If your company supplies the wrong information to a given provider, you may experience information delays when receiving the refund. If your payroll processor doesn’t assist with filing the credit, you may be required to explore other options. That means it’s important to provide correct, timely information to each provider at every stage of the process.
3. Know your deadlines
The credit must be elected on the federal income tax return before the taxpayer can start applying the credit against payroll taxes in subsequent quarters. For example, a taxpayer would need to file their income tax return by the end of March, or the first quarter (Q1), to apply the credits against payroll taxes in the second quarter (Q2).
Payroll processors, in turn, may have their own internal deadlines for when documentation must be submitted to process the credit. Some PSPs or PEOs, for example, may require documentation several weeks to several months in advance of IRS-imposed filing deadlines.
After quarterly payroll returns are submitted to the IRS, refunds are typically remitted within six to eight weeks. However, if an amended filing is required, this could extend the timeline by several months. A potential consequence of not getting your information in on time could include missing IRS or payroll-processor deadlines, which might cause significant delays in receiving the credit.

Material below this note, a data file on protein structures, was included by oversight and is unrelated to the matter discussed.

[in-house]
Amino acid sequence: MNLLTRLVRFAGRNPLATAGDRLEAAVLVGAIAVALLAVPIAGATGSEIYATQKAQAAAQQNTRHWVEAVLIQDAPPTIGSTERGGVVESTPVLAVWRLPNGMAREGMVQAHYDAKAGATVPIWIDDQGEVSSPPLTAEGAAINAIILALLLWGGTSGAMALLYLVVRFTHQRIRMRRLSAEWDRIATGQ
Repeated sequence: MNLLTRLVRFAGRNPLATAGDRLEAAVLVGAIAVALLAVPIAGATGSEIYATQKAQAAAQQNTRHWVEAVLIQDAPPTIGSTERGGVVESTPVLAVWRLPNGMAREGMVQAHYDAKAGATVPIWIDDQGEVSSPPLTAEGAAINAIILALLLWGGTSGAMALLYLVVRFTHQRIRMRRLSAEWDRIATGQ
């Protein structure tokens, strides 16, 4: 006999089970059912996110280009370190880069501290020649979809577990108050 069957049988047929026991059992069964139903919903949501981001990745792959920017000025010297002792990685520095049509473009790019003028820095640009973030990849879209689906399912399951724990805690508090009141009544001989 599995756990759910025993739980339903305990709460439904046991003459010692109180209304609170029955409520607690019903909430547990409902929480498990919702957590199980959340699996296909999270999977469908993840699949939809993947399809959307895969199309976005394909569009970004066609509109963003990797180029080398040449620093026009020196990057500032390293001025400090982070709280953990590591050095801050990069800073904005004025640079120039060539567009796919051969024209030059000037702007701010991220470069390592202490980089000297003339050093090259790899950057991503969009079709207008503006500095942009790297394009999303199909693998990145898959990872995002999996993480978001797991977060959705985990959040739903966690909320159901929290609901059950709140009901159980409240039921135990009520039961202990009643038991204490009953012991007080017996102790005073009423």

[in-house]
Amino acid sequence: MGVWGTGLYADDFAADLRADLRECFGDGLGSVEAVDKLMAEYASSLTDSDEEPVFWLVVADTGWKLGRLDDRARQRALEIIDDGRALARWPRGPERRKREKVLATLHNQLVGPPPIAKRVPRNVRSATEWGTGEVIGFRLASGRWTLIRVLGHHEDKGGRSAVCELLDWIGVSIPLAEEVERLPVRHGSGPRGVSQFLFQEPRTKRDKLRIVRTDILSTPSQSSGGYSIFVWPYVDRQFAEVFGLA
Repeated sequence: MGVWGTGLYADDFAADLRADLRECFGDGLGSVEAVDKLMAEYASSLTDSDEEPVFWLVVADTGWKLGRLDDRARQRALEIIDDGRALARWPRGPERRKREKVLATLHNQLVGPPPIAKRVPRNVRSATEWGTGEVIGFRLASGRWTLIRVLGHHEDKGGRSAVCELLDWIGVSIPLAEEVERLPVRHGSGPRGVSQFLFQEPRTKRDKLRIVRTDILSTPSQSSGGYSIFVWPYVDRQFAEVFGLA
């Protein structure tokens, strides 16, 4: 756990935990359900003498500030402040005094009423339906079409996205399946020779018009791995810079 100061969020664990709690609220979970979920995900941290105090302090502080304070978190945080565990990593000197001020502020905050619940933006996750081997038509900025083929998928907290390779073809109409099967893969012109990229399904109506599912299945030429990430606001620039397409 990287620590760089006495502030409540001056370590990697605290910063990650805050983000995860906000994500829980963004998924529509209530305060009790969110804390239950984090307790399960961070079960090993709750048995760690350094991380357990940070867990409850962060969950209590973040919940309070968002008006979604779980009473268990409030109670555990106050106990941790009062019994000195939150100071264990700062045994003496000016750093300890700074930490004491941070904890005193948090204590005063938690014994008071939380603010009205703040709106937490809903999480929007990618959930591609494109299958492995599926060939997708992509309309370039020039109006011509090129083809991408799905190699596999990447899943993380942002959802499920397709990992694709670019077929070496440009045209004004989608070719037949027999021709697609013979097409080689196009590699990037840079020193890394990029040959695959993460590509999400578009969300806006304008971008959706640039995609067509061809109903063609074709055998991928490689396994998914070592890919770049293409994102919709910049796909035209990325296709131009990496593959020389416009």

4. File amended payroll returns if required
Taxpayers should connect with their payroll processor up-front to verify whether they support the credit. If not, the taxpayer may need to come up with a plan for amending their payroll returns. In some cases, multiple quarters may be impacted, and you’ll need to figure out how much credit could have been used each quarter. Taxpayers are often left to figure this out on their own and are sometimes surprised to find out that the credit can only be applied against the employer’s portion of social security tax.